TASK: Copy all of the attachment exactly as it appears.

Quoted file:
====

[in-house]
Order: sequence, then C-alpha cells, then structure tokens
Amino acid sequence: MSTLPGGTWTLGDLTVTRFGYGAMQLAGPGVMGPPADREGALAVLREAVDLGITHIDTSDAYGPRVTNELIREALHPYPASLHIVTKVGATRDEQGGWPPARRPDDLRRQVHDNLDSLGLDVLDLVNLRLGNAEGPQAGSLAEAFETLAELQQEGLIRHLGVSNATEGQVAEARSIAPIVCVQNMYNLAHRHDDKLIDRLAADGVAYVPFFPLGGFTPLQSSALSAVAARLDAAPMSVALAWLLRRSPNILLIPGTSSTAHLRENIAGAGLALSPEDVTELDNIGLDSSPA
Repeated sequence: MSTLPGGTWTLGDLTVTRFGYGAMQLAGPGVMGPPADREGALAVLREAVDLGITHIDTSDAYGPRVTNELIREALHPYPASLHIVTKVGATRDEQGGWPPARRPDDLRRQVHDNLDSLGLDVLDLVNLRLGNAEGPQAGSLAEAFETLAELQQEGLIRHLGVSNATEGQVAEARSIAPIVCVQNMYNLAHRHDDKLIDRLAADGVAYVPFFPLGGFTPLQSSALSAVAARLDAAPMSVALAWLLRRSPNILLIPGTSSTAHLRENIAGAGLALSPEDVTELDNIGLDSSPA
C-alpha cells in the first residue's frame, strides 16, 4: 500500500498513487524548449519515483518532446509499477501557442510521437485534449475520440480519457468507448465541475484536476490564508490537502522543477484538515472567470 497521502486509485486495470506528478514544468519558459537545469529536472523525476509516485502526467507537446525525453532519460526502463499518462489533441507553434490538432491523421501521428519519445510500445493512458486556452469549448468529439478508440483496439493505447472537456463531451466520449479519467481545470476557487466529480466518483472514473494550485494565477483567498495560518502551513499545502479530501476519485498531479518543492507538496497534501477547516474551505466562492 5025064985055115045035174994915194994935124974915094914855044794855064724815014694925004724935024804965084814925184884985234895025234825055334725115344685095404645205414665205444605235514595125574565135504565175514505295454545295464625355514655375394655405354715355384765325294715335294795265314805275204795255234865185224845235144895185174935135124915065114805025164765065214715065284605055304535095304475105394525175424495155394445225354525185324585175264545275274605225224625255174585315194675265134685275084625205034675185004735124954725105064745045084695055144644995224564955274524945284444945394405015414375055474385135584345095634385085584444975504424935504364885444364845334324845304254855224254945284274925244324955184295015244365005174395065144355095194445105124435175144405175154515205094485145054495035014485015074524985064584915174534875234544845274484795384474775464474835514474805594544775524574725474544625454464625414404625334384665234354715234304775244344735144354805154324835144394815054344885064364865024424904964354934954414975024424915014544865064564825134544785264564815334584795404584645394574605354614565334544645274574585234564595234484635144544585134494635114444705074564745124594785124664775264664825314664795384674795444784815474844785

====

[in-house]
Order: sequence, then C-alpha cells, then structure tokens
Amino acid sequence: MSTLPGGTWTLGDLTVTRFGYGAMQLAGPGVMGPPADREGALAVLREAVDLGITHIDTSDAYGPRVTNELIREALHPYPASLHIVTKVGATRDEQGGWPPARRPDDLRRQVHDNLDSLGLDVLDLVNLRLGNAEGPQAGSLAEAFETLAELQQEGLIRHLGVSNATEGQVAEARSIAPIVCVQNMYNLAHRHDDKLIDRLAADGVAYVPFFPLGGFTPLQSSALSAVAARLDAAPMSVALAWLLRRSPNILLIPGTSSTAHLRENIAGAGLALSPEDVTELDNIGLDSSPA
Repeated sequence: MSTLPGGTWTLGDLTVTRFGYGAMQLAGPGVMGPPADREGALAVLREAVDLGITHIDTSDAYGPRVTNELIREALHPYPASLHIVTKVGATRDEQGGWPPARRPDDLRRQVHDNLDSLGLDVLDLVNLRLGNAEGPQAGSLAEAFETLAELQQEGLIRHLGVSNATEGQVAEARSIAPIVCVQNMYNLAHRHDDKLIDRLAADGVAYVPFFPLGGFTPLQSSALSAVAARLDAAPMSVALAWLLRRSPNILLIPGTSSTAHLRENIAGAGLALSPEDVTELDNIGLDSSPA
C-alpha cells in the first residue's frame, strides 16, 4: 500500500498513487524548449519515483518532446509499477501557442510521437485534449475520440480519457468507448465541475484536476490564508490537502522543477484538515472567470 497521502486509485486495470506528478514544468519558459537545469529536472523525476509516485502526467507537446525525453532519460526502463499518462489533441507553434490538432491523421501521428519519445510500445493512458486556452469549448468529439478508440483496439493505447472537456463531451466520449479519467481545470476557487466529480466518483472514473494550485494565477483567498495560518502551513499545502479530501476519485498531479518543492507538496497534501477547516474551505466562492 5025064985055115045035174994915194994935124974915094914855044794855064724815014694925004724935024804965084814925184884985234895025234825055334725115344685095404645205414665205444605235514595125574565135504565175514505295454545295464625355514655375394655405354715355384765325294715335294795265314805275204795255234865185224845235144895185174935135124915065114805025164765065214715065284605055304535095304475105394525175424495155394445225354525185324585175264545275274605225224625255174585315194675265134685275084625205034675185004735124954725105064745045084695055144644995224564955274524945284444945394405015414375055474385135584345095634385085584444975504424935504364885444364845334324845304254855224254945284274925244324955184295015244365005174395065144355095194445105124435175144405175154515205094485145054495035014485015074524985064584915174534875234544845274484795384474775464474835514474805594544775524574725474544625454464625414404625334384665234354715234304775244344735144354805154324835144394815054344885064364865024424904964354934954414975024424915014544865064564825134544785264564815334584795404584645394574605354614565334544645274574585234564595234484635144544585134494635114444705074564745124594785124664775264664825314664795384674795444784815474844785